Benefits: You can print tints and therefore achieve full colour images. You can print onto pre-assembled products that can be difficult to print with other methods. Fine detail can be achieved.
Limitations: Tight registration can be difficult. Large curved areas have a limited print area.
About: Heat transfer printing is used to produce high quality single, multi colour or 4 colour process images on a variety of fabric and nylon products. Transfer printing is the recommended print method for reproducing any designs that incorporate tints of a solid colour. There are also alternative methods of Transfer Printing including Dye Sublimation (see separate tab) and Water Slide, and different materials that can be applied such as Vinyl or Flock.
Process: The heat transfer process uses a specially coated carrier paper on which a design is printed, the carrier paper is then place on to the product surface and when heat and pressure is applied to the carrier paper by means of a heat press, the ink (image) is transferred on to the product. Vinyl or Flock can also be cut to a specific design (using a plotter) and then applied as above.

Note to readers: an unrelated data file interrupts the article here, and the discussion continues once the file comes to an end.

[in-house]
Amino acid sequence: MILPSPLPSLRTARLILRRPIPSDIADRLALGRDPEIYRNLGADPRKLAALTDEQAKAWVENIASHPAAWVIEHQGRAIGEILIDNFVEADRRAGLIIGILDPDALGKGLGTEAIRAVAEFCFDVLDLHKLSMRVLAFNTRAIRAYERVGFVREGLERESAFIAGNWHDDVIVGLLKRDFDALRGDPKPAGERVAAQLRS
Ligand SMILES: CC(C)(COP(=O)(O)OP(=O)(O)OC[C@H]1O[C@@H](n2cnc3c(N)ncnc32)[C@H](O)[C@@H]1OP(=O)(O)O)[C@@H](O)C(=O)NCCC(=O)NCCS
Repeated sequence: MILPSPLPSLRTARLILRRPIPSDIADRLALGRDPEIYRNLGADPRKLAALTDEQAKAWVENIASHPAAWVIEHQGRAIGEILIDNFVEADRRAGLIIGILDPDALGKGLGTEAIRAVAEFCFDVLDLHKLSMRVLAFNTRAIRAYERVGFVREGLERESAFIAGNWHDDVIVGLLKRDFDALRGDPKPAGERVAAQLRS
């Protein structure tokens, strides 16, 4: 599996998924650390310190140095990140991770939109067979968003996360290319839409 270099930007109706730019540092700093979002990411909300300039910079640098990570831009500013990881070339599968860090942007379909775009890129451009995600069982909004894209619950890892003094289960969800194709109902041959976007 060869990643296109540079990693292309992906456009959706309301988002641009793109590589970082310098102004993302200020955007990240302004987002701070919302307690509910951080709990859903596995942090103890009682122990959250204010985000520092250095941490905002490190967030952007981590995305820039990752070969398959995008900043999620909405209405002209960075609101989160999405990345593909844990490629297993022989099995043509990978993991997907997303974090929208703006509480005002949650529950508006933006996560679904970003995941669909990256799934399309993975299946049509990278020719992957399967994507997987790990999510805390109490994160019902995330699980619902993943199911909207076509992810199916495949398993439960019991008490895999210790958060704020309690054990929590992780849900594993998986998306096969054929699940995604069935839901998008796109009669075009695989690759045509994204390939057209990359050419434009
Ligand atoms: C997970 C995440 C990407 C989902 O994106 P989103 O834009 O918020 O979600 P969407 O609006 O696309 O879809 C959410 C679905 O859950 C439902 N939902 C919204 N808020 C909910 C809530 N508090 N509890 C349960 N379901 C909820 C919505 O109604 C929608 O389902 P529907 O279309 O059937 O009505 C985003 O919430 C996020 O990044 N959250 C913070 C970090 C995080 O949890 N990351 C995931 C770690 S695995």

Most popular for: Mugs, Clothing, and stress toys where full colour logos are required.
Benefits: Water Slide Transfers can be hand applied meaning that areas that are difficult to access such as the inside of mugs can be printed. Cost effective way of producing small print runs on clothing/bags. No set up costs.
Limitations: It can be a slower process due to the amount that is not automated. If not applied properly a transfer may not be as durable as a screen print. Can be expensive if the print area is large.
Dye Sublimation Printing:
About: Dye Sublimation printing is a form of transfer printing which uses heat to transfer full colour images onto products.
Process: Inks are printed on to a specialist carrier paper that is then applied to the product using a heat press heated to between 180° – 200° which causes the inks to vapourise and penetrate the surface of the product being printed.
Most popular for: Mugs, glass and some clothing.
Benefits: Ideal for short print runs on Mugs – even individual names/images.
Limitations: Dye sublimation print can only be used where the item being printed has a synthetic fibre element (such as polyester), or has been treated with a special coating before printing). Not as “crisp” lines as screen printing so the edge of logo’s / wording can appear very slightly fuzzy.
About: Lithographic printing is used for printing paper products such as note pads and sticky notes.